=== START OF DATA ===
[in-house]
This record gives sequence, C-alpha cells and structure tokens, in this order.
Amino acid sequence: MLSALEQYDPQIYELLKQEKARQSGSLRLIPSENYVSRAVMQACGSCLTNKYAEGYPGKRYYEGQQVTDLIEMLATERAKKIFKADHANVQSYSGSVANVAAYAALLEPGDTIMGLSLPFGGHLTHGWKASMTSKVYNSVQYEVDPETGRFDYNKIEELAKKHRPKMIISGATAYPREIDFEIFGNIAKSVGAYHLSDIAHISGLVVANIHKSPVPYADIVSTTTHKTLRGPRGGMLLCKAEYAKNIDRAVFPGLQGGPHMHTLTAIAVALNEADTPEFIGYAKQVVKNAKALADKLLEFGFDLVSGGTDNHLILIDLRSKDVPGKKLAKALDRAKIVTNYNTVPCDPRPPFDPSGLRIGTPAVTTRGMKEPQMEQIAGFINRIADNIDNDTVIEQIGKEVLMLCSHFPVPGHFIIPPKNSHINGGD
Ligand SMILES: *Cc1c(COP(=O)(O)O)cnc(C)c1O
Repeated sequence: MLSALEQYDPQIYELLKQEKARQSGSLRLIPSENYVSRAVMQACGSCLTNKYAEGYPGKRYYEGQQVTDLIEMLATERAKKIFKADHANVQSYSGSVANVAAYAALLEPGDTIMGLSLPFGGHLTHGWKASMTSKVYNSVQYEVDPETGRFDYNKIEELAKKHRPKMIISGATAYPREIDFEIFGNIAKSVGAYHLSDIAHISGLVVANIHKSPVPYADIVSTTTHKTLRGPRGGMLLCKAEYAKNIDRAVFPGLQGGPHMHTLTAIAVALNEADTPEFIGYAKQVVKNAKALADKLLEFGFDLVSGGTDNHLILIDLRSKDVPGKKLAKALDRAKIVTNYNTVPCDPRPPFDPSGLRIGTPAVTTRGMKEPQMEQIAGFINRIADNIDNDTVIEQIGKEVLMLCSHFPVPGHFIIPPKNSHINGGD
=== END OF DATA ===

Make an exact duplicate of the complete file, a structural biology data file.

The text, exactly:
[in-house]
This record gives sequence, C-alpha cells and structure tokens, in this order.
Amino acid sequence: MLSALEQYDPQIYELLKQEKARQSGSLRLIPSENYVSRAVMQACGSCLTNKYAEGYPGKRYYEGQQVTDLIEMLATERAKKIFKADHANVQSYSGSVANVAAYAALLEPGDTIMGLSLPFGGHLTHGWKASMTSKVYNSVQYEVDPETGRFDYNKIEELAKKHRPKMIISGATAYPREIDFEIFGNIAKSVGAYHLSDIAHISGLVVANIHKSPVPYADIVSTTTHKTLRGPRGGMLLCKAEYAKNIDRAVFPGLQGGPHMHTLTAIAVALNEADTPEFIGYAKQVVKNAKALADKLLEFGFDLVSGGTDNHLILIDLRSKDVPGKKLAKALDRAKIVTNYNTVPCDPRPPFDPSGLRIGTPAVTTRGMKEPQMEQIAGFINRIADNIDNDTVIEQIGKEVLMLCSHFPVPGHFIIPPKNSHINGGD
Ligand SMILES: *Cc1c(COP(=O)(O)O)cnc(C)c1O
Repeated sequence: MLSALEQYDPQIYELLKQEKARQSGSLRLIPSENYVSRAVMQACGSCLTNKYAEGYPGKRYYEGQQVTDLIEMLATERAKKIFKADHANVQSYSGSVANVAAYAALLEPGDTIMGLSLPFGGHLTHGWKASMTSKVYNSVQYEVDPETGRFDYNKIEELAKKHRPKMIISGATAYPREIDFEIFGNIAKSVGAYHLSDIAHISGLVVANIHKSPVPYADIVSTTTHKTLRGPRGGMLLCKAEYAKNIDRAVFPGLQGGPHMHTLTAIAVALNEADTPEFIGYAKQVVKNAKALADKLLEFGFDLVSGGTDNHLILIDLRSKDVPGKKLAKALDRAKIVTNYNTVPCDPRPPFDPSGLRIGTPAVTTRGMKEPQMEQIAGFINRIADNIDNDTVIEQIGKEVLMLCSHFPVPGHFIIPPKNSHINGGD